Intense postoperative monitoring has resulted in increasing detection of patients with recurrent papillary thyroid cancer (PTC). Our goals included quantifying successful reoperation, and analyzing surgical complications and reasons for relapse.
From 1999 to 2008, a total of 410 patients underwent reoperation for PTC relapse. We analyzed post-reoperative disease outcomes, reasons for relapse, and complications.
Bilateral reoperative thyroidectomy was performed in 13 (3 %) patients; lobectomy, 34 (8 %); central neck (VI) soft tissue local recurrence excision, 47 (11.5 %); bilateral VI node dissection, 107 (26 %); unilateral VI dissection, 112 (27 %); levels II–V dissection, 93 (23 %); levels III–V, 86 (21 %); lateral single- or two-compartment dissection, 51 (12 %); and node picking, 20 (5 %) of level VI and 53 (13 %) lateral neck. Complications occurred in 6 %; including hypoparathyroidism, 3 %; unintentional recurrent laryngeal nerve (RLN) paralysis, 3 %; phrenic nerve injury, 0.5 %; spinal accessory nerve injury, 0.5 %; and chyle leak in 1.6 %. Of 380 (93 %) patients with follow-up (mean 5.2 years); 274 (72 %) patients are alive with no structural evidence of disease, 38 % developed disease relapse (mean 2.1 years), 42 (11 %) died from PTC, and 55 (14 %) are alive with disease. The reason for relapse was a false negative pre-reoperative ultrasound (US) in 18 (5 %), nodal recurrence in the operative field in 37 (10 %), a combination of these two reasons in 10 (3 %), and disease virulence (local or systemic recurrence) in 81 (21 %).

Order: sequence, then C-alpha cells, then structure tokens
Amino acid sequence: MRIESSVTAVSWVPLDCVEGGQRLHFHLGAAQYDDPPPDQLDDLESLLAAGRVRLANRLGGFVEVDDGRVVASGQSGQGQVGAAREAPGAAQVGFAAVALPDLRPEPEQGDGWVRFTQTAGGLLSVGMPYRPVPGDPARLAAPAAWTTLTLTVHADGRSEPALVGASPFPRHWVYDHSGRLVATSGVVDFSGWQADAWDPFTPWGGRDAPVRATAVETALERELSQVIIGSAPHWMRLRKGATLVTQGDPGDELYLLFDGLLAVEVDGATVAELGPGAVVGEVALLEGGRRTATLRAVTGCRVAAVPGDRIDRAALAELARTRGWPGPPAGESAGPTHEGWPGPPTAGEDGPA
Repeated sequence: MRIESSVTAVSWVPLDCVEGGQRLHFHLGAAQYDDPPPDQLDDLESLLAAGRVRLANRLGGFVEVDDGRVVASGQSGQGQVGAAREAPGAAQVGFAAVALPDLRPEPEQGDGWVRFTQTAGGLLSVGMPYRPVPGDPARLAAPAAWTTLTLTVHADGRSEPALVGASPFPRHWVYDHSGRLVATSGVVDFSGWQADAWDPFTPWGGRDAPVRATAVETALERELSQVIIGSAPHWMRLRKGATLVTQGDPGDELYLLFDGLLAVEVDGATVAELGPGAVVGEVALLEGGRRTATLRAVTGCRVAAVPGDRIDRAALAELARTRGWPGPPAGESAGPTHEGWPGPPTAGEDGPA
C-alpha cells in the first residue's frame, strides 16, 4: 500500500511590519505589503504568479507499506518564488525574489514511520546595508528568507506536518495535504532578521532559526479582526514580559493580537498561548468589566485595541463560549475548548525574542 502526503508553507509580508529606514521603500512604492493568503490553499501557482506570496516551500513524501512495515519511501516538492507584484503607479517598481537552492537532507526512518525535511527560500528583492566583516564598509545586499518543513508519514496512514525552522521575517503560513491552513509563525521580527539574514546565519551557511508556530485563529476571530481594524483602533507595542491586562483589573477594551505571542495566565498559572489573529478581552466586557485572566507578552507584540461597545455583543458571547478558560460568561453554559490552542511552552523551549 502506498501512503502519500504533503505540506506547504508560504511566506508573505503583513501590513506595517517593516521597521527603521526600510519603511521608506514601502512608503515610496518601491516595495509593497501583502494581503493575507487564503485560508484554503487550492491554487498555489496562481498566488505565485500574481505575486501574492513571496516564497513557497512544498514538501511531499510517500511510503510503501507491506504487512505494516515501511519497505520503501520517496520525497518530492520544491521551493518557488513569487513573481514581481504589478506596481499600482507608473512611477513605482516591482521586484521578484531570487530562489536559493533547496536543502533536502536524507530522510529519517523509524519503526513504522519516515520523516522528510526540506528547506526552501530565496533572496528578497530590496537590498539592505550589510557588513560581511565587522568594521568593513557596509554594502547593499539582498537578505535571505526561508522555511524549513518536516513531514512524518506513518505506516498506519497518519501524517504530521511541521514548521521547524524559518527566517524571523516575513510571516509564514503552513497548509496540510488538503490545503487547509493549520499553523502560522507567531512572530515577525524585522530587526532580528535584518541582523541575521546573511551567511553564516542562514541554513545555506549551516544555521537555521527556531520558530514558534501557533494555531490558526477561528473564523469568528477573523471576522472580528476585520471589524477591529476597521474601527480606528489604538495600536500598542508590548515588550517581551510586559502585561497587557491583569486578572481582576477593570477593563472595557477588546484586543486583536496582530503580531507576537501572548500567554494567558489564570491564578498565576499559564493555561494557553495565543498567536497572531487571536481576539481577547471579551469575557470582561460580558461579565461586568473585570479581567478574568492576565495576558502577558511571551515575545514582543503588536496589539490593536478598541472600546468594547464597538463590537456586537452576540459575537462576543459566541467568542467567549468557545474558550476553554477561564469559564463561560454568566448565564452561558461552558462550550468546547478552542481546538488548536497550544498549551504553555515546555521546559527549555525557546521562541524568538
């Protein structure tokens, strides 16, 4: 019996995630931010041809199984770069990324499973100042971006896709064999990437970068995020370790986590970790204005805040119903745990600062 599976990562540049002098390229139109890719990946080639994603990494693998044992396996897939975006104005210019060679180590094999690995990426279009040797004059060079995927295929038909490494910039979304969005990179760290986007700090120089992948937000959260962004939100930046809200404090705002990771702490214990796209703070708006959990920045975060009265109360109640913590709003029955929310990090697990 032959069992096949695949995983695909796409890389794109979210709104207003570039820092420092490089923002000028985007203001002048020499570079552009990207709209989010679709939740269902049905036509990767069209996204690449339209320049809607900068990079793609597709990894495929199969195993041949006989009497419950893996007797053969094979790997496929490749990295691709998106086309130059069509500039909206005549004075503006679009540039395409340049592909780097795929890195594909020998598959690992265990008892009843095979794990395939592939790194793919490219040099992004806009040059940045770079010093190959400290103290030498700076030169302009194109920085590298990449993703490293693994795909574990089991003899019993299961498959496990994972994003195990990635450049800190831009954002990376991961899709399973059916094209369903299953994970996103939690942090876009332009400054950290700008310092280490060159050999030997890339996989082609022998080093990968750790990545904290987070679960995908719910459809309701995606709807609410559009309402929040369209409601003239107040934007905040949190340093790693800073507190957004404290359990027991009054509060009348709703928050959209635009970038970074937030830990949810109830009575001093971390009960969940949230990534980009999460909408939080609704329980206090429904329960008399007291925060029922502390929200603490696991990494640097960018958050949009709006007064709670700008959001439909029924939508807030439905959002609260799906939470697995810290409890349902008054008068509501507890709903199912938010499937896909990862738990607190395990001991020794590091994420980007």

Although 72 % of patients were rendered structurally disease free after reoperation, nearly 40 % suffered additional relapse. Improved surgical technique or preoperative localization might positively affect 15–20 %; at least 20 % reflect the biologic aggressiveness of the disease.